The Kalven Committee was appointed in February 1967 by University of Chicago President George W. Beadle. This faculty committee was charged with preparing "a statement on the University's role in political and social action." The resulting Kalven Report now stands as one of the most important policy documents at the University of Chicago. It affirms the University's commitment to the academic freedom of faculty and students in the face of suppression from internal and/or external entities while also insisting on institutional neutrality on political and social issues.
Report of a University of Chicago faculty committee, under the chairmanship of Harry Kalven Jr. Committee appointed by President George W. Beadle. Report published in the Record, Vol. I, No. 1, November 11, 1967
The Committee was appointed in February 1967 by President George W. Beadle
and requested to prepare “a statement on the University’s role in political and social
action.” The Committee conceives its function as principally that of providing a point of
departure for discussion in the University community of this important question.
The Committee has reviewed the experience of the University in such matters as its
participation in neighborhood redevelopment, its defense of academic freedom in the
Broyles Bill inquiry of the 1940s and again in the Jenner Committee hearings of the early
1950s, its opposition to the Disclaimer Affidavit in the National Defense Education Act of
1958, its reappraisal of the criteria by which it rents the off-campus housing it owns, and
its position on furnishing the rank of male students to Selective Service. In its own
discussions, the Committee has found a deep consensus on the appropriate role of the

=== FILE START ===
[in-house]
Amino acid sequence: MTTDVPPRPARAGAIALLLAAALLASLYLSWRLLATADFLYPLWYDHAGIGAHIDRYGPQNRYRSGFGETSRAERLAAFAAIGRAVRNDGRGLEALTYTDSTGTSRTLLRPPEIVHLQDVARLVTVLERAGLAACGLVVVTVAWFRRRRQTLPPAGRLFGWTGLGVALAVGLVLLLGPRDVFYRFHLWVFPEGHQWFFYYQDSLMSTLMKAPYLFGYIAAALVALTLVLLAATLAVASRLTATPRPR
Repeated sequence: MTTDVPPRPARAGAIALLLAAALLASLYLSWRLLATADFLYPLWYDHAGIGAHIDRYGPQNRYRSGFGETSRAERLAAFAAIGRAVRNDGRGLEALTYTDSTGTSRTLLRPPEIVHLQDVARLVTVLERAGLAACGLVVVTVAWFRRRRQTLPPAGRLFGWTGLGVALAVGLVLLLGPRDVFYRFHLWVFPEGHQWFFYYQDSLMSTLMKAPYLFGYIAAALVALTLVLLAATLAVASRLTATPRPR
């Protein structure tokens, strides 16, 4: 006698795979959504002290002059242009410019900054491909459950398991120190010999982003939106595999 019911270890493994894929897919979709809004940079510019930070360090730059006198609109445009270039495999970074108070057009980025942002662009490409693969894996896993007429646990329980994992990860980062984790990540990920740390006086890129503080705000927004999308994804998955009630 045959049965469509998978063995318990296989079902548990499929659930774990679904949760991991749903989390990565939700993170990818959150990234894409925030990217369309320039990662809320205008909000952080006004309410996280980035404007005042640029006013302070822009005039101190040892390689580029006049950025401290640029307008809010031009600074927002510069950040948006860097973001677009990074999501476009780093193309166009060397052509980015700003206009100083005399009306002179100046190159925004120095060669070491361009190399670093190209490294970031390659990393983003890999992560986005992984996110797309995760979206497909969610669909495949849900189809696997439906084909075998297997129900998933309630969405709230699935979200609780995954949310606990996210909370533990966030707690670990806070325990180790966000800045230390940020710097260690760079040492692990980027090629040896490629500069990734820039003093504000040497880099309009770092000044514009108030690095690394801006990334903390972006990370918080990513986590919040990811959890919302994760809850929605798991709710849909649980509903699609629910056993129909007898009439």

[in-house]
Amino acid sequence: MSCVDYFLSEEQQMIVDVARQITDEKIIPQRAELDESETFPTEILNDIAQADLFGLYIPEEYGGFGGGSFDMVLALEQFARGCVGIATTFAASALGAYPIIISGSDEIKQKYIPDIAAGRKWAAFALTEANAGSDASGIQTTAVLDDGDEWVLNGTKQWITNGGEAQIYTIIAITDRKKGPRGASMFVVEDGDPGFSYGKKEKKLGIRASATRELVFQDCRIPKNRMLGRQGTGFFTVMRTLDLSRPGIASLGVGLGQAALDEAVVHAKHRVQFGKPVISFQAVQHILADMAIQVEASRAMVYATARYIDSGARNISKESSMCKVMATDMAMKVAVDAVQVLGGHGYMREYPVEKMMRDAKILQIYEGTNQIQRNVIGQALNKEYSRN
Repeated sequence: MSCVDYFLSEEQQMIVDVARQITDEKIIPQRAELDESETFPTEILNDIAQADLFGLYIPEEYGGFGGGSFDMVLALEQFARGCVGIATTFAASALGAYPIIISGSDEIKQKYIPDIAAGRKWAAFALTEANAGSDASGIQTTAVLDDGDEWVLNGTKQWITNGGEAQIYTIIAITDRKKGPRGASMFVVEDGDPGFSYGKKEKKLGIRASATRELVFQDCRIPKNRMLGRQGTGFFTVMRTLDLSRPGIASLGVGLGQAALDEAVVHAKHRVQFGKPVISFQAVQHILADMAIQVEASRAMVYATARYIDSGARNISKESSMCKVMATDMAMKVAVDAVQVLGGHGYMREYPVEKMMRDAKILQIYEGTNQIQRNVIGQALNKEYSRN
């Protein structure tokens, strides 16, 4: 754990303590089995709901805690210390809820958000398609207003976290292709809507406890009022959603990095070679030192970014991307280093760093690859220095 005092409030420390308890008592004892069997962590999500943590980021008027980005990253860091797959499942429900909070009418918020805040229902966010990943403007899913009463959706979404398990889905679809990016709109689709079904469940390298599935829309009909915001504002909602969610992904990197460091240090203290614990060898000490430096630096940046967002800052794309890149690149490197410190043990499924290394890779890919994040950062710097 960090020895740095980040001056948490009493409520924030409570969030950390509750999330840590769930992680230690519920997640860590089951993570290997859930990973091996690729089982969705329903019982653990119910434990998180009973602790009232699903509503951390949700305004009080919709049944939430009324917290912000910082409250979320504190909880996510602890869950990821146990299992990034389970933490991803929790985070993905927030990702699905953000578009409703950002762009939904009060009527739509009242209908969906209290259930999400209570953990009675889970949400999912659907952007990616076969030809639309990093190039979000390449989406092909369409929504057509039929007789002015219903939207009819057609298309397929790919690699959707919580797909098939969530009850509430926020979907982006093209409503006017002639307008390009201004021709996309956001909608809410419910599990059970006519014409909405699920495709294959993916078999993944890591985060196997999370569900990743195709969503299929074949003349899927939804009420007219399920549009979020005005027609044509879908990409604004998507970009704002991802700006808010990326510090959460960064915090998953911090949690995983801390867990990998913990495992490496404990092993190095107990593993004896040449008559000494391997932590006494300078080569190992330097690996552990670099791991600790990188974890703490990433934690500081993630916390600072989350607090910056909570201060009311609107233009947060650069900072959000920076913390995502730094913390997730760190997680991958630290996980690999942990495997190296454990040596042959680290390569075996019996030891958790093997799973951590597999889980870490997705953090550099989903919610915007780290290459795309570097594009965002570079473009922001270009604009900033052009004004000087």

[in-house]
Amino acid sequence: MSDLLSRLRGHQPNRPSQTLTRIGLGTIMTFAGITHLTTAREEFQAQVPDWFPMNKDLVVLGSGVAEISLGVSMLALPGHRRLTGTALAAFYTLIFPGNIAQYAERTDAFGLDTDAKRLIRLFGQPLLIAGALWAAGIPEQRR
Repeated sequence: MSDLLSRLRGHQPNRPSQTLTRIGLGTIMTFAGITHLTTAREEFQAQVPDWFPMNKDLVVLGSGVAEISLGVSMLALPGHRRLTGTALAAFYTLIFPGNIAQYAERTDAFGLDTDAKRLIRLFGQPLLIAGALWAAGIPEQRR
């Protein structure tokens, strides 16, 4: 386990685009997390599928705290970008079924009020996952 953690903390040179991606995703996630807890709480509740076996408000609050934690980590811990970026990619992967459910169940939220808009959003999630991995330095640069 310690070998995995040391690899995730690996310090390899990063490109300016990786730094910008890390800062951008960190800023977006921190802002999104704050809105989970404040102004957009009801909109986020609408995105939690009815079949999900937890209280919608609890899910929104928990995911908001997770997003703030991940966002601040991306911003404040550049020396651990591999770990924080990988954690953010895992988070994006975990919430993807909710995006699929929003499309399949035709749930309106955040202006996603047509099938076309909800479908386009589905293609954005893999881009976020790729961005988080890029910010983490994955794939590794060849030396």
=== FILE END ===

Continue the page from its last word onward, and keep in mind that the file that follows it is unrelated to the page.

university in political and social action. It senses some popular misconceptions about that
role and wishes, therefore, simply to reaffirm a few old truths and a cherished tradition.
A university has a great and unique role to play in fostering the development of
social and political values in a society. The role is defined by the distinctive mission of the
university and defined too by the distinctive characteristics of the university as a
community. It is a role for the long term.
The mission of the university is the discovery, improvement, and dissemination of
knowledge. Its domain of inquiry and scrutiny includes all aspects and all values of
society. A university faithful to its mission will provide enduring challenges to social
values, policies, practices, and institutions. By design and by effect, it is the institution
which creates discontent with the existing social arrangements and proposes new ones. In
brief, a good university, like Socrates, will be upsetting.
The instrument of dissent and criticism is the individual faculty member or the
individual student. The university is the home and sponsor of critics; it is not itself the
critic. It is, to go back once again to the classic phrase, a community of scholars. To
perform its mission in the society, a university must sustain an extraordinary environment
of freedom of inquiry and maintain an independence from political fashions, passions, and
pressures. A university, if it is to be true to its faith in intellectual inquiry, must embrace, be
hospitable to, and encourage the widest diversity of views within its own community. It is
a community but only for the limited, albeit great, purposes of teaching and research. It is